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Facts & Information
Munich History
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Germany Facts & Information

 Location Central Europe, bordering the Baltic Sea and the North Sea, between the Netherlands and Poland, south of Denmark
 Climate Temperate and marine; cool, cloudy, wet winters and summers; occasional warm foehn wind
 Terrain Lowlands in north, uplands in center, Bavarian Alps in south
 Population 82,398,326
 Nationality German
 Ethnic groups German 91.5%, Turkish 2.4%, other 6.1% (made up largely of Serbo-Croatian, Italian, Russian, Greek, Polish, Spanish)
 Religions Roman Catholic 75%, Protestant or other 25%
 Languages German
 Government Type Federal republic
 Capital Berlin
 Currency Euro
 Description of Flag The German flag has three equal horizontal stripes of black, red, and gold.
 Germany Flag Flag of Germany

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Munich Culture

On the 30th of April in 1945, American troops marched into a town that had been nearly 70% destroyed. As part of the reconstruction program, a special effort was made to preserve the historical areas. Residents apparently did little looking back with any regrets and instead went ahead to build modern Munich.

People here are often welcoming. While German is, of course, the main language used in Munich, English is

widely spoken and taught in schools. Most restaurants in the town center offer English menus, many with quite interesting translations. It is easy to get by with little or no German language knowledge.

The city is regarded as very safe. Because of its friendliness, Munich is sometimes called either “The world metropolis with a heart” or “the village of a million people.” Like Berlin, Munich has everything you'd expect in a cosmopolitan capital. Yet it's small enough to be digestible in one visit, with much of it walkable. But it has the added bonus of a storybook setting, with the mountains and Alpine lakes just an hour's drive away.

As attested by its many festivals and beer gardens, the residents of Munich like to have fun. The city has more than 100 beer gardens, the largest of which, the Hirschgarten, accommodates more than 8,000 people under sprawling chesnut trees. But surveys show that residents are among the hardest-working in the entire country. The city is also known as an intellectual center because it is the seat of Germany’s largest university, with 100,000 students.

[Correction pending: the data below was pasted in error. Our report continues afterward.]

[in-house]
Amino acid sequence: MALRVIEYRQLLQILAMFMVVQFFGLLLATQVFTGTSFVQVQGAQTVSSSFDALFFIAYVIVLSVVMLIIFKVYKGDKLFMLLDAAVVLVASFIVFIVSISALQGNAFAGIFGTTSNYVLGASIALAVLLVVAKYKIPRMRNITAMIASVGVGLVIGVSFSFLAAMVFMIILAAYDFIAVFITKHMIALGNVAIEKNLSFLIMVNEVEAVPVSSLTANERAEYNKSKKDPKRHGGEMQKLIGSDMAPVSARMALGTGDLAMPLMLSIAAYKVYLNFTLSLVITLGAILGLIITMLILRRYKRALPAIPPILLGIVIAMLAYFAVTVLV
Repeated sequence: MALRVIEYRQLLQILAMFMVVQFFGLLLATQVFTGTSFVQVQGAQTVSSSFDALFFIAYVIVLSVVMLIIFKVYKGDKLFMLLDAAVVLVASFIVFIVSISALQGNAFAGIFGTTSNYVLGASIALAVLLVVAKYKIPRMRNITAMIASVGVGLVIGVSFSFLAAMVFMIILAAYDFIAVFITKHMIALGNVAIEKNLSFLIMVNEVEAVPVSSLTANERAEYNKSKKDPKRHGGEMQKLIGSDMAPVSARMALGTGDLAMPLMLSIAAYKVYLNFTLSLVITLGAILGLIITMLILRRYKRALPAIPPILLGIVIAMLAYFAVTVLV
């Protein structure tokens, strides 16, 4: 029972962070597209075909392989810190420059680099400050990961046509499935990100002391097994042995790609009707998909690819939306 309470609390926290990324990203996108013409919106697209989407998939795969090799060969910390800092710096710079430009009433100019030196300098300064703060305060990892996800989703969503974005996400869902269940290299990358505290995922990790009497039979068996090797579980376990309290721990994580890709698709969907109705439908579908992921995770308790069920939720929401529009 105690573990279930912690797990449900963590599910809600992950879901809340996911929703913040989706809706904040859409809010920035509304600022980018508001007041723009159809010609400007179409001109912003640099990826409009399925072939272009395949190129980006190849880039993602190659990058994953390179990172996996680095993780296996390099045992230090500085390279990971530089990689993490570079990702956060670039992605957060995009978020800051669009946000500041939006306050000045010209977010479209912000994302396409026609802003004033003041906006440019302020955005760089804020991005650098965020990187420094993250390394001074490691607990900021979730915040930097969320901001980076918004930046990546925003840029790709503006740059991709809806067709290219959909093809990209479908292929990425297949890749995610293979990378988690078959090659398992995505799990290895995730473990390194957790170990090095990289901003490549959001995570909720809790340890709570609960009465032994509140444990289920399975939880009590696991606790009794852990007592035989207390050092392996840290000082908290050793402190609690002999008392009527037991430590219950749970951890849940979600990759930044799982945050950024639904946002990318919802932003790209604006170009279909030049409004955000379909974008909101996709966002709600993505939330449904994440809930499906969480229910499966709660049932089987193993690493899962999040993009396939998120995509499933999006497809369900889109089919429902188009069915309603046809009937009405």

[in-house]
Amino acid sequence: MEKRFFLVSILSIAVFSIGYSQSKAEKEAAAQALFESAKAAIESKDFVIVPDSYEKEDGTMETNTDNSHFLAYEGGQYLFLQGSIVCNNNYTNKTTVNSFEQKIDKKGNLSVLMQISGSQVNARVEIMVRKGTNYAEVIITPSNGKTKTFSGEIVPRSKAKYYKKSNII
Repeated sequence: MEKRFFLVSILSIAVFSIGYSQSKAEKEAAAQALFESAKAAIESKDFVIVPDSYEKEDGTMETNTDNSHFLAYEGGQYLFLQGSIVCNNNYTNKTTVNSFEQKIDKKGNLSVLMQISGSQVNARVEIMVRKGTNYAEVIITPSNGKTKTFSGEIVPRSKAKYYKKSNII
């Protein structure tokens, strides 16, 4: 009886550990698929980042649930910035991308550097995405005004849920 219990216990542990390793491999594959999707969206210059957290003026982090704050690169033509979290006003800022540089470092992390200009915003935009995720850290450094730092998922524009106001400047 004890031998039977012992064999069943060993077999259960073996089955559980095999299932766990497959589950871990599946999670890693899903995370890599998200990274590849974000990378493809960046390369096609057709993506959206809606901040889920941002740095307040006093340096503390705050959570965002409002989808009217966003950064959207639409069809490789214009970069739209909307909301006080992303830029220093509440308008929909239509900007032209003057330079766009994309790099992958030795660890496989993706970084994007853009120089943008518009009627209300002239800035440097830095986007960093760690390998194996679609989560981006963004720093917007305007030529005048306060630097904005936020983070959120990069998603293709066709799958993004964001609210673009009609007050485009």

In recent years, the city has acquired an international reputation but it still manages to retain some provincial flavoring. Native Munich residents often seem to find ways to ignore the hustle and bustle around them to take continuing pride in their long-standing Bavarian customs and traditions. If you don’t believe it, take note of some of their painstaking care in creating perfect costumes for their various festivals.

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Munich Shopping

One of the largest department stores in town is Kaufhof, which sells everything from men and women’s clothing to house wares. The store is in the pedestrian-only side of Marienplatz, which has many of the more interesting stores in Munich. Munich’s biggest book store is also in Marienplatz. Hugendubel carries a lot of English-language titles. It’s a bookstore, café and library. One of the finest places for old and new handicrafts and folk art is Wallach at

Residenzstrasse. One of Germany’s oldest and most historic art galleries, dating back to the 1840s, is Bayerischer Kunstgewerbe-Verein. Works by more than 400 artists are on display. Some of the best-dressed local women regularly shop at Maendler, which is divided into a series of boutiques that feature clothing by Jil Sander and Joop. Shoppers find everything from formal wear to what might be termed experimental. The Hammerle offers only limited edition jewelry with all pieces made in-house by Bavarian craftspeople. Germany’s oldest miniature pewter foundry, dating from 1796, is visited by many tourists in December to buy traditional Christmas decorations similar to what used to be sold to Maximilian I, the king of Bavaria. Munchner Poupenstuben und Zinnfiguren Kabinette has some figures made from 150-year-old molds that are collector’s items.


Munich Restaurants
Read reviews for some of the best restaurants in Munich. You'll find the perfect restaurant for your vacation here. Choose a restaurant by cuisine type or visitor rating.


Munich Travel Guides
 Frommer's Munich
 Lonely Planet Munich
 Let's Go Munich
 Fodors Munich